able to achieve a lift coefficient of cL-max = 1,4 an airfoil section must
be perfectly developed. This cannot be expected at the beginning of the
[sic] bird flight evolution. Here also the not yet evolved wingstroke cannot
serve as an escape from the dilemma [means: Gliding can't be a precursor
stage to flapping if gliders already need to flap]. Furthermore,
considerations regarding the origin of flight must take into account that at
the beginning of the evolution the wing area must have been substantially
smaller than that of *Archaeopteryx*. To be able to fly up a landing site in
a curve so that the speed is completely reduced at arrival, as Recent birds
can do, requires completely developed flight abilities. [Coffin for
trees-down.] [...] it appears very doubtful whether the flapping flight of
bats (RAYNER 1985, PENNYCUICK 1986) might have evolved in gliders. [Ebel
offers no alternative, though.]"

Once more, I strongly recommend getting the paper:

Klaus Ebel: On the origin of flight in *Archaeopteryx* and in pterosaurs.
Neues Jahrbuch für Geologie und Paläontologie, Abhandlungen, 202(3)
(December 1996), 269 -- 285

I could send scans, though copyright... :-]

> <<Prey in
> the mouth would have pulled the center of gravity forward and thus made
> flight easier. >>
> has someone tried to quantify this "easier"?

No, not even Ebel. Good idea.

> << in the air above
> small ones, there are the same insects as on the dry land around.>>
> Infact I said that , given the possible use of this scenario( an aquatic
> theropod trying to get something in the air from the
> water surface) as one of the reasons that possibly led to the evolution of
> flight, it would be nothing different from the
> scenario imagined as a support to the ground-up theory.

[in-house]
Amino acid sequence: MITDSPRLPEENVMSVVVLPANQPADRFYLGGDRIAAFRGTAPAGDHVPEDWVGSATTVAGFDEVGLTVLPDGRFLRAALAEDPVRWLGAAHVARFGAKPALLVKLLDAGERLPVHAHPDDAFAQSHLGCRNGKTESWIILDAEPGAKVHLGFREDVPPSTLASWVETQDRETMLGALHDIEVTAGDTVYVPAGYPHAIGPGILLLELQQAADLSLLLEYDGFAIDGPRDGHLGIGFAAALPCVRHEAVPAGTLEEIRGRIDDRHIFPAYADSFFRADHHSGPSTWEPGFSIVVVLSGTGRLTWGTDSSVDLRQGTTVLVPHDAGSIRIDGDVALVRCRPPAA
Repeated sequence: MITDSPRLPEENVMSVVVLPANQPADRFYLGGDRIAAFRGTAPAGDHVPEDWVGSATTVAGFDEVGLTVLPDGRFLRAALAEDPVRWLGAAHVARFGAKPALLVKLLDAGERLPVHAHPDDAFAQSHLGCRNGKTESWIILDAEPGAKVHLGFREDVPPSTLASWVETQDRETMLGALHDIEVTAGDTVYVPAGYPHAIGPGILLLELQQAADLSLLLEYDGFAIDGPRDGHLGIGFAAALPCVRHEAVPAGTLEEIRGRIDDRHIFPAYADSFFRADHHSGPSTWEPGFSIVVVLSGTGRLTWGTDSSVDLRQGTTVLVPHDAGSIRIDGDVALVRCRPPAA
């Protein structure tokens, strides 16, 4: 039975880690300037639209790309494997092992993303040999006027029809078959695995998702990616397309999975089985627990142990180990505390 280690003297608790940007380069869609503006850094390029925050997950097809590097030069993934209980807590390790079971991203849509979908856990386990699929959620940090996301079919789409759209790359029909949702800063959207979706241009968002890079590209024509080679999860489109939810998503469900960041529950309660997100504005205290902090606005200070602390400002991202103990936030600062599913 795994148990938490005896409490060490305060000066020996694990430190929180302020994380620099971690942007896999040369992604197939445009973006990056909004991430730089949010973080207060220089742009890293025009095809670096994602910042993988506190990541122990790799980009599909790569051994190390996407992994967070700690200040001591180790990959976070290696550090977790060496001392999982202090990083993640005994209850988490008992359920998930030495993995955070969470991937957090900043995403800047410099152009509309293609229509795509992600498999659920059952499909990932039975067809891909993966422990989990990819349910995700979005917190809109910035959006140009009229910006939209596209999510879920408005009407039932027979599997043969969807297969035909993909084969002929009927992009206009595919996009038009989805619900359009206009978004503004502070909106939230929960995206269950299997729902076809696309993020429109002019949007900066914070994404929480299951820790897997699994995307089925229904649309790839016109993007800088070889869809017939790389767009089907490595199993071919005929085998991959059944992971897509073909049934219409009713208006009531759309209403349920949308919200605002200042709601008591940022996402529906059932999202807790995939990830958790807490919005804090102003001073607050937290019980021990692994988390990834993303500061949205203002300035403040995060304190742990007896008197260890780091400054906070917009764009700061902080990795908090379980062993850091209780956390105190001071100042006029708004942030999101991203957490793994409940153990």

bit complicated...

> Have you ever talked about large masses of whater?

Yes. *Archaeopteryx* was found in sea sediments. And about small bodies of
water... there is no advantage a semi-aquatic insectivore would have over a
terrestrial one in there.

> <<The wild form of the domestic chicken that lives somewhere in South East
> Asian jungles doesn't fly more.>>
> what are their predators?

Hm... there are all sorts of small carnivorous mammals around (well, small,
there are leopards).

> Big flightless birds evolved in australiaand other isolated(big or small)
> enviroments because of the absence of big
> predators..you know how the story ended.

Hah! Big flightless birds evolved in Australia: Dromornithidae have just
turned out to be carnivores!
Big flightless birds evolved in Laurasia: Gastornithidae ("Diatrymidae")
have been confirmed to be carnivores!
And phorusracids...
All these were the big predators themselves!

 Carnivorous mammals were around in all these areas all the time. They just
didn't grow larger.

Omni- or herbivorous emus, nandus (*Rhea*) and ostriches have evolved on
continents too. The only examples of your idea are moas and elephantbirds
(as well as several smaller-sized groups like moa-nalos).

> <<You know, ostriches and rheas have evolved flightlessness in
> environments
> that were always full of predators>>
> I'd like to know something more about this, if possible.
> since I've always thought big flightless birds evolved in relatively
> "hunterpoor" enviroments...

I don't know much myself. I just can tell that for much of the Neogene
ostriches were present in all European and Asian steppes.

Lots of species of flightless rails have involved on predator-free islands.
This just isn't the only factor that can lead to the evolution of

> however do you want to compare the running abilities of chickens and
> ostriches?

I don't...

> "In a jungle, hiding from predators is very easy."
> oversimplifying...
> predators can hide as well....

True, but no counter-argument.